15. STOCKADE REDAN. For a close view of siege warfare, walk up into the fort, to the artillery piece at the right of the avenue. From the ridge 150 yards away, Union cannon, which are trained on the fort, blasted the Confederate defenders continuously. During the assault of May 22, Grant's infantry reached the wall of the fort. The two black markers in front of the cannon and just below it indicate where colorbearers planted their flags, almost at the top of the wall, before the assault was broken and driven back.

16. OBSERVATION TOWER. Erected by the Vicksburg National Military Park Commission, in 1909, to provide a panoramic view of the park and the city of Vicksburg.

17. FORT HILL. Anchoring the Confederate left flank on the Mississippi River, its guns commanded the Union right as well as the river. The flags of England, France, Spain, the United States, and the Confederate States have flown over this historic site, where the bluffs meet the river, during the centuries-old struggle for control of the Mississippi. Fort Nogales (Spanish) was built here in 1791, and Fort McHenry, 1798, was the first American settlement at Vicksburg. The water below the fort is not the Mississippi River—it changed its course in 1876—but the Yazoo Diversion Canal, bringing the Yazoo water into the old bed of the Mississippi.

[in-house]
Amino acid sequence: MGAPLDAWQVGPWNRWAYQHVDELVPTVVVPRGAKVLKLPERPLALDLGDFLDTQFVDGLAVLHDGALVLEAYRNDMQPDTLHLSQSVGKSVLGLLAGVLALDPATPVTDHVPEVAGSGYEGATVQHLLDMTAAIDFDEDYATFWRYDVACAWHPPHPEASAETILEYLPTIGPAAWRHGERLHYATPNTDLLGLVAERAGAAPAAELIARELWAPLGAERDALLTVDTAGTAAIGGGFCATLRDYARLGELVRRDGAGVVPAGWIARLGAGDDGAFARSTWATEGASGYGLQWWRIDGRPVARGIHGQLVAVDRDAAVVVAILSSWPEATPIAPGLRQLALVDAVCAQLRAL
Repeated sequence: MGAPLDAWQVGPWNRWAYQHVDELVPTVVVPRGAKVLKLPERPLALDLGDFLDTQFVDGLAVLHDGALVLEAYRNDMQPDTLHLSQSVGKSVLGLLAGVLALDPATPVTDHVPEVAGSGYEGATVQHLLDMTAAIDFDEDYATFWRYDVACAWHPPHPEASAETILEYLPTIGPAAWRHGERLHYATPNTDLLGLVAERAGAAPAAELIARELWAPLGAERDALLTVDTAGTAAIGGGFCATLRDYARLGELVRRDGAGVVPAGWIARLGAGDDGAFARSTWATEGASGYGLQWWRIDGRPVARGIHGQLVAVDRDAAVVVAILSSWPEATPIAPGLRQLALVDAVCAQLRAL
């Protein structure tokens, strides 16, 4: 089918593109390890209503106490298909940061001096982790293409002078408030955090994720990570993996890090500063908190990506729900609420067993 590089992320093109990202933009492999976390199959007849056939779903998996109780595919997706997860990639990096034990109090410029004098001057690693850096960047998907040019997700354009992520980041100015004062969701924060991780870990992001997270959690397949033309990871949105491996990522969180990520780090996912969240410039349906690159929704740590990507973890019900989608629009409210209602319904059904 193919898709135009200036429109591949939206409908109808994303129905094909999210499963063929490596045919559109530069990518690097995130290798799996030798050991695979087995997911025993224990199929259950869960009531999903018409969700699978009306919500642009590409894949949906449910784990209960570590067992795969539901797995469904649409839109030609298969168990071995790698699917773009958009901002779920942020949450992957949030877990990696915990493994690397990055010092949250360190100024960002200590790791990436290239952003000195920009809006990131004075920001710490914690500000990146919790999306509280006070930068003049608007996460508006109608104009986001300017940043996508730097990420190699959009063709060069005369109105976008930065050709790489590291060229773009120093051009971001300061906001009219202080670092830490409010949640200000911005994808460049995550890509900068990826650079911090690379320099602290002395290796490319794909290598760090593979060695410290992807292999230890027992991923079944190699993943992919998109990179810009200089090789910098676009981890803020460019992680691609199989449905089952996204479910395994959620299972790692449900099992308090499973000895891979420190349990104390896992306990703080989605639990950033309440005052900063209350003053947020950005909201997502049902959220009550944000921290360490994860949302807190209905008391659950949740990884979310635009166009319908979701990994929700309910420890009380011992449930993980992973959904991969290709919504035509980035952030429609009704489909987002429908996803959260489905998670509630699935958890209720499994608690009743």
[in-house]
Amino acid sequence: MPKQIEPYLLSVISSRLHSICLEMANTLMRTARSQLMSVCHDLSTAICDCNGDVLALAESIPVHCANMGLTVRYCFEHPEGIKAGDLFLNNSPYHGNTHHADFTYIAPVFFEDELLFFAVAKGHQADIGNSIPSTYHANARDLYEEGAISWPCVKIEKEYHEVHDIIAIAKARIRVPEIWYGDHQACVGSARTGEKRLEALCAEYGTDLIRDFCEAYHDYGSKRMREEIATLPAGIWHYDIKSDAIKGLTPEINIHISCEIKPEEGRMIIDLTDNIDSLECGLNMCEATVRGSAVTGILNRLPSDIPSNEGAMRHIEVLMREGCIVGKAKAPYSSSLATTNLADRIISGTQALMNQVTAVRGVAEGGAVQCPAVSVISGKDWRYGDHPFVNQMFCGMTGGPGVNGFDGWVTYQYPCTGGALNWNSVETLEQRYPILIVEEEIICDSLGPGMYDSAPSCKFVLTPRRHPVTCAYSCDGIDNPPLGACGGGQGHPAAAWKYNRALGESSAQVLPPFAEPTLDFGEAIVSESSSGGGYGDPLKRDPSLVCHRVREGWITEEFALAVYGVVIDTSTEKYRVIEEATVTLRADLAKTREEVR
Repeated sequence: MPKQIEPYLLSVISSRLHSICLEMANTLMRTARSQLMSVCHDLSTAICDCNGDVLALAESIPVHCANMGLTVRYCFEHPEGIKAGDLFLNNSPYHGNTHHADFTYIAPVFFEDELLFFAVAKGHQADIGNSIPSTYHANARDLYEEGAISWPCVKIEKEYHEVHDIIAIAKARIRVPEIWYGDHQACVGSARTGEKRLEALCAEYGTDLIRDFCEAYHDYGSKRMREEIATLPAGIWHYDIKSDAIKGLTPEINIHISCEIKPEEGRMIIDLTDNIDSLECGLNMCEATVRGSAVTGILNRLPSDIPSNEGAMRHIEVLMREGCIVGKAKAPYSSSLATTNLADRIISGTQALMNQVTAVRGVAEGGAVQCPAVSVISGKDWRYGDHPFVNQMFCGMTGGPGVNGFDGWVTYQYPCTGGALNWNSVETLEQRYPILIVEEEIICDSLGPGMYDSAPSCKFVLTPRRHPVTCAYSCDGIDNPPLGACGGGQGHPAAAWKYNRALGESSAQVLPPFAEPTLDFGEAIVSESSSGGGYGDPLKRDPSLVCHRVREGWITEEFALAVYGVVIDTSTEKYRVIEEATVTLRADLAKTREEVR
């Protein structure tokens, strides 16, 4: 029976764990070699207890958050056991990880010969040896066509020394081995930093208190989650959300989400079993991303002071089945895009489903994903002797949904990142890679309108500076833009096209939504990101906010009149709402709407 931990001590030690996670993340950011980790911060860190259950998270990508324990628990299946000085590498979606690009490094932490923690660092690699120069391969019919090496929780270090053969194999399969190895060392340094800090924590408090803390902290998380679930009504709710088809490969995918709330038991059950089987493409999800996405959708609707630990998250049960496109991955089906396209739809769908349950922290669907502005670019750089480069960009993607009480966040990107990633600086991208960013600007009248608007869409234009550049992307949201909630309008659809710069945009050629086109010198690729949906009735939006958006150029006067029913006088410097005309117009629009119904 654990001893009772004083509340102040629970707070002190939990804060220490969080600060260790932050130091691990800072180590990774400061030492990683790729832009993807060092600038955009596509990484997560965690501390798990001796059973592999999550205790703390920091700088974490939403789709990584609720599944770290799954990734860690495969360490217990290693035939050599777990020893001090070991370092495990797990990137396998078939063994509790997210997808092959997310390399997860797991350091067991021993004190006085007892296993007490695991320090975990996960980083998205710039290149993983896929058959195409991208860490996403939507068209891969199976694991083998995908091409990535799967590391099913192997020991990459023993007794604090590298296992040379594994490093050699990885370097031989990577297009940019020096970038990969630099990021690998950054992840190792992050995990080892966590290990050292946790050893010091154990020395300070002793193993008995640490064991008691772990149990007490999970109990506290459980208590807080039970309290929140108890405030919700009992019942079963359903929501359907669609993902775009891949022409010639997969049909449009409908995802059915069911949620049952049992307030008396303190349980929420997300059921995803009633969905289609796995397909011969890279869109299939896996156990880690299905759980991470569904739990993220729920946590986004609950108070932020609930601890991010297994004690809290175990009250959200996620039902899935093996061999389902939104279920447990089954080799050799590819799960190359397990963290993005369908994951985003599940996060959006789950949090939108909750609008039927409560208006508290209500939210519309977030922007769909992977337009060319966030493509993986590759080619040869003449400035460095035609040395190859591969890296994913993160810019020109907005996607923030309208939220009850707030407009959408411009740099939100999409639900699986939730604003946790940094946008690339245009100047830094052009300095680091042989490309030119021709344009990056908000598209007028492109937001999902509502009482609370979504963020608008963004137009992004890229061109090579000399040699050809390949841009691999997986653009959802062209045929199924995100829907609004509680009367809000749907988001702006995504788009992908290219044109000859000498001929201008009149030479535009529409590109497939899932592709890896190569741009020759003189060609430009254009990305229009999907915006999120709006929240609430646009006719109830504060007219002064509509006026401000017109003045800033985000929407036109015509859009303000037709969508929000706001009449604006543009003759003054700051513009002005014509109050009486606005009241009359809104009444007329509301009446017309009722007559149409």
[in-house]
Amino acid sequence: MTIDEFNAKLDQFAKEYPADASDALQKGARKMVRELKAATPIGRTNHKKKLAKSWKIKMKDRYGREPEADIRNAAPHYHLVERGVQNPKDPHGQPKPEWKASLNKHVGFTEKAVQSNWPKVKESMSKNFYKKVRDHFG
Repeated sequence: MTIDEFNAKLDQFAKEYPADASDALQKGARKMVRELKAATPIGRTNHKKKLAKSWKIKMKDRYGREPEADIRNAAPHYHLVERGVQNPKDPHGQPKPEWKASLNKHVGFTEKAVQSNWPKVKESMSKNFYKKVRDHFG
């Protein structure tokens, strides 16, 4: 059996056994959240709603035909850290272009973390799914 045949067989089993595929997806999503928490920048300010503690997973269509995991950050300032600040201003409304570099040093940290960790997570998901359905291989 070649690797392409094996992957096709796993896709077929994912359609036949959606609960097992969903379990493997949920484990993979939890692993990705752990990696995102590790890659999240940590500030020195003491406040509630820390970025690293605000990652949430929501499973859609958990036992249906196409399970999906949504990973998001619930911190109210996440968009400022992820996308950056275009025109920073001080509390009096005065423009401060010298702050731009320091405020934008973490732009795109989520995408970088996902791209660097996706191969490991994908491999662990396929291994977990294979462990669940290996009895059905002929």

Terraces in Vicksburg National Cemetery.

18. VICKSBURG NATIONAL CEMETERY. Established in 1866 to reinter the remains of nearly 17,000 Union soldiers who had been given temporary burial in scattered locations during the war. The identity of almost 13,000 of the soldiers is unknown. The national cemetery also contains the remains of veterans of the Mexican and Spanish-American Wars, World Wars I and II, and Korea.

From the lower cemetery drive, you may leave the park and emerge 2 miles north of downtown Vicksburg on U. S. 61. If time permits, we recommend your completing the tour of the park by following the "Park Tour" arrows from the cemetery, south on Union Avenue, in order that you may view the Union lines and monuments and the southern portion of the park.

19. UNION NAVY MEMORIAL. The 202-foot shaft is a tribute to the achievements of the Union Navy in the Vicksburg operations. Statues of four fleet commanders, Admirals Farragut and Porter and Flag Officers Davis and Andrew H. Foote, surround the base.